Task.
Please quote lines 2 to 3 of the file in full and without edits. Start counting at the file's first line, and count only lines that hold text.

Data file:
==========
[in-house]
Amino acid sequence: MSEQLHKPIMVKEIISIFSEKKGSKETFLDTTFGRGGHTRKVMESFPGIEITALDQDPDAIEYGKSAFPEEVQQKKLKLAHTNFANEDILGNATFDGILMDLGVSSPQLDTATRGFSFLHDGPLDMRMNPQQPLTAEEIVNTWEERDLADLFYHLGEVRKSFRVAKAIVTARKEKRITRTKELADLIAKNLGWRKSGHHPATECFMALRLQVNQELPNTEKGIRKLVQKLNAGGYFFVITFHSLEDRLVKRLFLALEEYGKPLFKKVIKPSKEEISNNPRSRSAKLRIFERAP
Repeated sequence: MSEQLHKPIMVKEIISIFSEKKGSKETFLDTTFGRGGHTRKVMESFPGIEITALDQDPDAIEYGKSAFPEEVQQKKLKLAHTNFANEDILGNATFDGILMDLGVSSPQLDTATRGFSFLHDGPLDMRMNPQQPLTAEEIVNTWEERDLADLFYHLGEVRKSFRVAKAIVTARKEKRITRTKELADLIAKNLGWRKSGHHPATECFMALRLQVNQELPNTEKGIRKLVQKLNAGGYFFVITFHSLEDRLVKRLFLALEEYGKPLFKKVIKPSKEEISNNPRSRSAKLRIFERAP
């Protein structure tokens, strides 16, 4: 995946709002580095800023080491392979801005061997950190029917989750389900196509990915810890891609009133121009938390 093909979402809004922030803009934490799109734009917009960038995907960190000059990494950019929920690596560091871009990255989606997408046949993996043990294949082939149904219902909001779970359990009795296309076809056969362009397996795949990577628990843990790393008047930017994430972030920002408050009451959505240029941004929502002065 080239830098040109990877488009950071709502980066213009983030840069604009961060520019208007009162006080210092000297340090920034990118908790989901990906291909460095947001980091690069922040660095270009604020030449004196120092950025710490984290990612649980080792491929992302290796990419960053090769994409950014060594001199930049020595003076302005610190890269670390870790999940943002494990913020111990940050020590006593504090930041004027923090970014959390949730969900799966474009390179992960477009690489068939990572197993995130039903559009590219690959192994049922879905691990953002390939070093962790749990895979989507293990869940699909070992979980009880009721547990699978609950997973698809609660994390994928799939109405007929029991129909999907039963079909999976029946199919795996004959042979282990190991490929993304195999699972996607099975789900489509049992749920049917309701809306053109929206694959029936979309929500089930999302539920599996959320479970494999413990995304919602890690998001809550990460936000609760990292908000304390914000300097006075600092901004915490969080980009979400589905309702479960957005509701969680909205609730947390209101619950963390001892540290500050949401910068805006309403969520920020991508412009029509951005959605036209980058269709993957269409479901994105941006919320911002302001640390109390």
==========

Amino acid sequence: MSEQLHKPIMVKEIISIFSEKKGSKETFLDTTFGRGGHTRKVMESFPGIEITALDQDPDAIEYGKSAFPEEVQQKKLKLAHTNFANEDILGNATFDGILMDLGVSSPQLDTATRGFSFLHDGPLDMRMNPQQPLTAEEIVNTWEERDLADLFYHLGEVRKSFRVAKAIVTARKEKRITRTKELADLIAKNLGWRKSGHHPATECFMALRLQVNQELPNTEKGIRKLVQKLNAGGYFFVITFHSLEDRLVKRLFLALEEYGKPLFKKVIKPSKEEISNNPRSRSAKLRIFERAP
Repeated sequence: MSEQLHKPIMVKEIISIFSEKKGSKETFLDTTFGRGGHTRKVMESFPGIEITALDQDPDAIEYGKSAFPEEVQQKKLKLAHTNFANEDILGNATFDGILMDLGVSSPQLDTATRGFSFLHDGPLDMRMNPQQPLTAEEIVNTWEERDLADLFYHLGEVRKSFRVAKAIVTARKEKRITRTKELADLIAKNLGWRKSGHHPATECFMALRLQVNQELPNTEKGIRKLVQKLNAGGYFFVITFHSLEDRLVKRLFLALEEYGKPLFKKVIKPSKEEISNNPRSRSAKLRIFERAP